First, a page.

In response to Mr. Stove’s call for research into the overlap of metal-heads and Takimag-addicts, I think he would be quite surprised to find at least three such instances right under his nose. Indeed, Takimag’s own editor, Richard Spencer, and contributor Kevin DeAnna are such types, and I include myself in this category as well. As a matter of fact, Kevin and I are president and vice president, respectively, of the nation’s only (to my knowledge) Alternative Right collegiate movement, and a majority of the more intellectually-oriented Alternative Right youth of my acquaintance are similar metal aficionados.
Admittedly, in the 70’s and 80’s, heavy metal music was, to a large extent, mind-numbingly proletarian and simple. As Mr. Kurtagic aptly pointed out, the themes of this era and the likes of Ozzy Osbourne were primarily “related to youth and demonstrated an almost single-minded preoccupation with sex, crapulent excess, and low-brow posturing, with its frontmen displaying few commitments beyond contempt for authority.” To an extent, these themes still abound in certain realms of the broad genre “metal”, but they bare sharp contrast to the often surreal, mythical, and intellectually rigorous genres of metal which Mr. Kurtagic was referencing.
Aside from generally healthy, intellectually serious themes, some aspects of the genre are overtly political on issues dear to us. I first got into metal when my friend dragged me to a show in Atlanta. Being the fraternity gentleman that I am, I initially didn’t quite fit in with the mostly long-haired, tattooed audience at the show. I couldn’t help join in, though, when one of the opening bands announced that they were going to perform a piece conveying their feelings about illegal immigration. It wasn’t a great song, but without exception, every member of the audience began shouting with the singer “Illegals 1, Citizens 0!” and I knew I was amidst persons of a like-minded political persuasion.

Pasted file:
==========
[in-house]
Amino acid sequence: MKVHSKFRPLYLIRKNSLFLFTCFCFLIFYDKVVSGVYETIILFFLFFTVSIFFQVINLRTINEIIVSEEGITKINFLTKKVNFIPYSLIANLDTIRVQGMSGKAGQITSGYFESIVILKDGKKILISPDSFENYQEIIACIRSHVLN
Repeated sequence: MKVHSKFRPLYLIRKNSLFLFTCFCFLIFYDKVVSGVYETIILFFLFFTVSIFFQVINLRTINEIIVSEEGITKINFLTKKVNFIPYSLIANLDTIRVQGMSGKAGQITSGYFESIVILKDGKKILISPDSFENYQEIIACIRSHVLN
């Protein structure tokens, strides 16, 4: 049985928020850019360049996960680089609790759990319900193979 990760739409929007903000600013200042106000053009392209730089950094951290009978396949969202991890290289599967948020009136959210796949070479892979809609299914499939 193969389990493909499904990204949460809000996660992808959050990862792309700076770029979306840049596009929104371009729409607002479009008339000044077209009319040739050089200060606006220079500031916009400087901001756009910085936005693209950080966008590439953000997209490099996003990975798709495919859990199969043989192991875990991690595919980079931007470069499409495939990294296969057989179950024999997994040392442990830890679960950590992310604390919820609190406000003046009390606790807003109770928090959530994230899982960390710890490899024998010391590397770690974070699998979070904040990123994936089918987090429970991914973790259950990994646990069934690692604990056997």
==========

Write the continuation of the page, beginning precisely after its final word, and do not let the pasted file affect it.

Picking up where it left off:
Much of the genre is a rebellion against the overly-consumerist, spiritually bankrupt, and egalitarian nature of our social and political culture in favor of a return to a more folkish society that values the spiritual and heroic in man.
As a college student who is the only attendee under 60 at productions of my local opera company or at live screenings of the Metropolitan Opera at the local movie theatre (I just saw Puccini’s Turandot today), I like to think my tastes of music aren’t quite as mind-numbingly simple as Mr. Stove suggests.
I could go on describing the merits of certain sects of heavy metal, but the true value can only be perceived by attending a show, which I would describe as a higher Dionysian experience, in the Nietzschean sense. In fact, reading Mr. Stove’s post, I was reminded of Nietzsche’s comment in the Birth of Tragedy about Dionysian phenomena (my apologies in advance for the inflamed rhetoric):
“There are some who, from obtuseness or lack of experience, turn away from such phenomena [Bacchic choruses of the Greeks, et cetera] as from ‘folk-diseases,’ with contempt or pity born of the consciousness of their own ‘healthy mindedness.’ But of course such poor wretches have no idea how corpselike and ghostly their so-called ‘healthy-mindedness’ looks when the glowing life of the Dionysian revelers roars past them.”
Given, metal is not everyone’s cup of mead, and what Mr. Stove references might be true: that something strange happens to the eardrums after 30; but for those of us still durable enough to get knocked around is a mosh pit, or simply looking for artists and songs that relate life-affirming myths and values, no music in production today could be more fitting.
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